This year, a lot of good people will skip voting for president but vote for the “down ticket” names on their party’s ballot; or vote for a third party presidential candidate; or not vote at all; or find some mysterious calculus that will allow them to vote for one or the other of the major candidates. I don’t yet know which course I’ll personally choose. It’s a matter properly reserved for every citizen’s informed conscience.
But I do know a few of the things I’ll be reading between now and November. The list is not exclusive or comprehensive. But this year these particular titles seem especially urgent:
- Living the Gospel of Life. This 1998 pastoral letter of the U.S. bishops remains the best brief guide to American Catholic political reflection yet produced.
- Resurrecting the Idea of a Christian Society by R.R. Reno (Regnery) and It’s Dangerous to Believe: Religious Freedom and Its Enemies by Mary Eberstadt (HarperCollins). Both of these books are new, important, a key to understanding the current moment in our national life, and deeply engaging. They need to be discussed and shared widely.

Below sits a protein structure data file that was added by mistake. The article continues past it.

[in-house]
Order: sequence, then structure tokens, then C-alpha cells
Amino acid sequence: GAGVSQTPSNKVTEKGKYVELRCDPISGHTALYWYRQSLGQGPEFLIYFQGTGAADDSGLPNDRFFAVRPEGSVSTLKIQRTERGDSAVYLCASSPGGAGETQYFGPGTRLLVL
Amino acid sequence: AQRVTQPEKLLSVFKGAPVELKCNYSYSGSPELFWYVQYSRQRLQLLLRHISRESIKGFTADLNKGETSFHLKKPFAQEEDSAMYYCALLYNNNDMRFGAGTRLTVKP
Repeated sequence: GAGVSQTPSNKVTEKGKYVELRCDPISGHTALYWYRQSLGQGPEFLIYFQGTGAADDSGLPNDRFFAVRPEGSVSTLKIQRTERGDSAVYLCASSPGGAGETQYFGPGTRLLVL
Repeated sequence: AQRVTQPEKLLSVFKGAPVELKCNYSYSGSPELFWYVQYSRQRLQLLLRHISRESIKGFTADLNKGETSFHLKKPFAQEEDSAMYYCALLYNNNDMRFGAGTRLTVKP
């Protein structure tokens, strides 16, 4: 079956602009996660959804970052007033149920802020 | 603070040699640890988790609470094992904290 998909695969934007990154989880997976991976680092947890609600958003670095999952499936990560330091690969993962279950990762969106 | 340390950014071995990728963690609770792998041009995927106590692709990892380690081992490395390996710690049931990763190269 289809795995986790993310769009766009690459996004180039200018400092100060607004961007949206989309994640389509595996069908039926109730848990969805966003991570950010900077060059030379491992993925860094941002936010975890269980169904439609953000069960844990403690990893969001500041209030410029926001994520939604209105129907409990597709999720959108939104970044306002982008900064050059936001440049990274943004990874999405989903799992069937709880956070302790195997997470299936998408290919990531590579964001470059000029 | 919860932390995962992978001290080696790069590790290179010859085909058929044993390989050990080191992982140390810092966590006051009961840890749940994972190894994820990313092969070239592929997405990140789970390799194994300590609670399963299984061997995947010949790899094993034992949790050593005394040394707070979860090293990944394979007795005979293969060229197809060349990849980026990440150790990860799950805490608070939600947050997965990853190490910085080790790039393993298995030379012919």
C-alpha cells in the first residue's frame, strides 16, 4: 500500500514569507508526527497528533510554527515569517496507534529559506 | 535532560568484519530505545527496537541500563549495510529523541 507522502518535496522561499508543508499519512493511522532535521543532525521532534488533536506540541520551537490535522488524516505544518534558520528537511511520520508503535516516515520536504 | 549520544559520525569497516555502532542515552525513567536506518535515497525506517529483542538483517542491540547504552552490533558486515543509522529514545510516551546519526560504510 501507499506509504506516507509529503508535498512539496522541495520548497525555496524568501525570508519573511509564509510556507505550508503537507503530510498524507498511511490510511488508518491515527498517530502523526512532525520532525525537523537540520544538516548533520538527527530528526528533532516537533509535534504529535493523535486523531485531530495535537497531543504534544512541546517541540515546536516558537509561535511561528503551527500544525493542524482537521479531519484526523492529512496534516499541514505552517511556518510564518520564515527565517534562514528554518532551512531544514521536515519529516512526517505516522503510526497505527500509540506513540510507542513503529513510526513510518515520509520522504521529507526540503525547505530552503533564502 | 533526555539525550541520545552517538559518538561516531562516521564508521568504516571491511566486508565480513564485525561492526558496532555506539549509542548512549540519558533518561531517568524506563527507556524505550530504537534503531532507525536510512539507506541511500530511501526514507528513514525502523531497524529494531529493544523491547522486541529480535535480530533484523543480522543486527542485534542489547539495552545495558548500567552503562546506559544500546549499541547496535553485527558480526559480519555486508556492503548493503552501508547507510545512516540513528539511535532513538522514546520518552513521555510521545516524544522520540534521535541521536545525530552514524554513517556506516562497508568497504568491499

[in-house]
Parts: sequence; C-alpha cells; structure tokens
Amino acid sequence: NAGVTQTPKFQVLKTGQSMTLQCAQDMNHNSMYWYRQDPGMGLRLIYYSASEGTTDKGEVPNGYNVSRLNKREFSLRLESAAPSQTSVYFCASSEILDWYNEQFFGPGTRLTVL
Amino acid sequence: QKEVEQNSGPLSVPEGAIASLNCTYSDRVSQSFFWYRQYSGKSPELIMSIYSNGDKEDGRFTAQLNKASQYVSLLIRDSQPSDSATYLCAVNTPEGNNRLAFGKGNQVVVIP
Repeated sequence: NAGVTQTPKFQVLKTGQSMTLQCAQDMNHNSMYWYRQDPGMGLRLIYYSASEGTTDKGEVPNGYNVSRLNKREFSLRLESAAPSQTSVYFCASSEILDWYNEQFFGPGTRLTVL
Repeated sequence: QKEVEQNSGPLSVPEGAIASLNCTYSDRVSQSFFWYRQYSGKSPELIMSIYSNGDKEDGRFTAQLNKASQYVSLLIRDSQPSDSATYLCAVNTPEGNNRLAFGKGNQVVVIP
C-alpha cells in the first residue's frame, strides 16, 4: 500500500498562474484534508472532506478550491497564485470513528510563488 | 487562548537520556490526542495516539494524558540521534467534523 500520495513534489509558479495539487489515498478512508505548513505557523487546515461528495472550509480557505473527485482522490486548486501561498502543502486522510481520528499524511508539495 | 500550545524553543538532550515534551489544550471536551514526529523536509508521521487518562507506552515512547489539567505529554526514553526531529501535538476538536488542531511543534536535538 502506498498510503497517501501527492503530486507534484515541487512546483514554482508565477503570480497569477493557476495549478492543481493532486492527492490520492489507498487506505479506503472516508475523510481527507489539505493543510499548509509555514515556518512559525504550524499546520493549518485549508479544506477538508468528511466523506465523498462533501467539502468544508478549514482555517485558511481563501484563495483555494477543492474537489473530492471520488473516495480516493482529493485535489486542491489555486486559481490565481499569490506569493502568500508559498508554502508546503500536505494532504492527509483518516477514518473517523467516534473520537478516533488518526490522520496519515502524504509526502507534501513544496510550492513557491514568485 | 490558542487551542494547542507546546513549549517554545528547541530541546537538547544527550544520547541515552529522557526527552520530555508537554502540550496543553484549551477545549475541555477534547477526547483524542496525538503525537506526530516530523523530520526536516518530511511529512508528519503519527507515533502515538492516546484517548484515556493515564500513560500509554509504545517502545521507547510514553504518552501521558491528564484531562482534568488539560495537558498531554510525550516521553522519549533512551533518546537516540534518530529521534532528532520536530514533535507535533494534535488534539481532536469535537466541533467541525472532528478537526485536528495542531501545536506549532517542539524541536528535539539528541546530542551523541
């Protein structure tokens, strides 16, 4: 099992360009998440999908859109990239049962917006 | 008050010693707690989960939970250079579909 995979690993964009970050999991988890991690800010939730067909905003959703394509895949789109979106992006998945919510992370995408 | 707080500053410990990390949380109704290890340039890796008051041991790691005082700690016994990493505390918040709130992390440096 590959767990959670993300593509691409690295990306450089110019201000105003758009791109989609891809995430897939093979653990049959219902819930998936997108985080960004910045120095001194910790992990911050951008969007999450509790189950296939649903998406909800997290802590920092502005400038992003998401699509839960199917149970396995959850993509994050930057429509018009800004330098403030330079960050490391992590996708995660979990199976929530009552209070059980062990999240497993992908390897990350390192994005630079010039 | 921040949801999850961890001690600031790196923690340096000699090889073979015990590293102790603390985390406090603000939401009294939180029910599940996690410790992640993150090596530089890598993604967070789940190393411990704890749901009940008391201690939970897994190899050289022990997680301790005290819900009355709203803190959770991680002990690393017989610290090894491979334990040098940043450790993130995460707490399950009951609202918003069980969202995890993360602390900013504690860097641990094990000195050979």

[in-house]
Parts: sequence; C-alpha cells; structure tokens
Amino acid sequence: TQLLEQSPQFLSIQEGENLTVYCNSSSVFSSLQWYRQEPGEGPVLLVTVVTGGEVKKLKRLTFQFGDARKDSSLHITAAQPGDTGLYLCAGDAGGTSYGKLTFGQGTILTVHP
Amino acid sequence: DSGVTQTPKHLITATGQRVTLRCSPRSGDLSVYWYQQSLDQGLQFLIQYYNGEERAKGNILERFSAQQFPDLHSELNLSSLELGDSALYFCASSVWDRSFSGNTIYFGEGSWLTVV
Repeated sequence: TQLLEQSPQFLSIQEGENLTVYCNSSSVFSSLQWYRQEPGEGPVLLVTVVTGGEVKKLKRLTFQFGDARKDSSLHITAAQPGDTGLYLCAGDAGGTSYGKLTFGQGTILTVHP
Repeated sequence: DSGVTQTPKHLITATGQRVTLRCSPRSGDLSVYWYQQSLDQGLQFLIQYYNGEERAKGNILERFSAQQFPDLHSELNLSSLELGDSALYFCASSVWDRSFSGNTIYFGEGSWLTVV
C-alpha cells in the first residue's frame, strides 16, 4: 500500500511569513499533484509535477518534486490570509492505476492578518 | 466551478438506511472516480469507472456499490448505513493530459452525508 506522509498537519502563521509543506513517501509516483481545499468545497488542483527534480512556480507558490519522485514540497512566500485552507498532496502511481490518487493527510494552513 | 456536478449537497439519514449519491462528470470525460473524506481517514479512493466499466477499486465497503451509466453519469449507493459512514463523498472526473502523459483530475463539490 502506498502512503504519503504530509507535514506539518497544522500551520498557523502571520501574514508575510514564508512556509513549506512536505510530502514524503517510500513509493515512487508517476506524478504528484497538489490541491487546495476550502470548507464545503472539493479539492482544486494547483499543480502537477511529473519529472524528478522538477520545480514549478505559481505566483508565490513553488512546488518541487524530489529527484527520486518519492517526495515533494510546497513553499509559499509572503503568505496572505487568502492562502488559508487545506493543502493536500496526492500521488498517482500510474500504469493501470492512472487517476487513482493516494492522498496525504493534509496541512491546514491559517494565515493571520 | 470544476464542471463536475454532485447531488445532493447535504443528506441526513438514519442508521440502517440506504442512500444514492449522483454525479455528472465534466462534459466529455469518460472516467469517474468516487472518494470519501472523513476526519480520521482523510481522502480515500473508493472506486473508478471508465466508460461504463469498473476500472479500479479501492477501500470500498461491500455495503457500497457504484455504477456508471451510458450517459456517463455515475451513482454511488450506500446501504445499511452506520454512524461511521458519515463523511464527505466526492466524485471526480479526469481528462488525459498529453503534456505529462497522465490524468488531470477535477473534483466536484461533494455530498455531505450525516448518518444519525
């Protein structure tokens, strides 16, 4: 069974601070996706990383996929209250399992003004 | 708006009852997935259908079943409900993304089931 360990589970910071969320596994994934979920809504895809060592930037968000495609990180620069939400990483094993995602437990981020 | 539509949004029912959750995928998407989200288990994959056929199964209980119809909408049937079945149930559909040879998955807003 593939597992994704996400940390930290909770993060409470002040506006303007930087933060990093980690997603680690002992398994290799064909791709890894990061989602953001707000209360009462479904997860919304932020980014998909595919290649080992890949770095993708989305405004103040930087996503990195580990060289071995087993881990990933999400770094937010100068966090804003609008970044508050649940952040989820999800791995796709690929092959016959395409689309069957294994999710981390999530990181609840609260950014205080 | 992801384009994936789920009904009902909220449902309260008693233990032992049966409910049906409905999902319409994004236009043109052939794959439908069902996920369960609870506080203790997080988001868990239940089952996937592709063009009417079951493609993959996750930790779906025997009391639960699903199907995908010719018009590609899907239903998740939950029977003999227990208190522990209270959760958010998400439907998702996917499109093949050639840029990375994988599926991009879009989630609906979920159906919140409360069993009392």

- And finally two essays by the late, great Czech writer, Václav Havel, “Politics and Conscience” and “The Power of the Powerless.” Both are collected in Open Letters: Selected Writings, 1965-1990 (Vintage Books). Havel was not (to my knowledge) a religious believer, and he wrote as a dissident during an era of Soviet Bloc repression. But his commitment to what he called “living in the truth,” and his understanding and critique of the weaknesses in Western societies like our own – not just Marxist ones – were remarkable. They remain relevant right now, today.
The next few months will determine the next decade and more of our nation’s life. We need to be awake, we need to clear our heads of media noise, and we need to think quietly and carefully before we vote. None of us can afford to live the coming weeks on autopilot.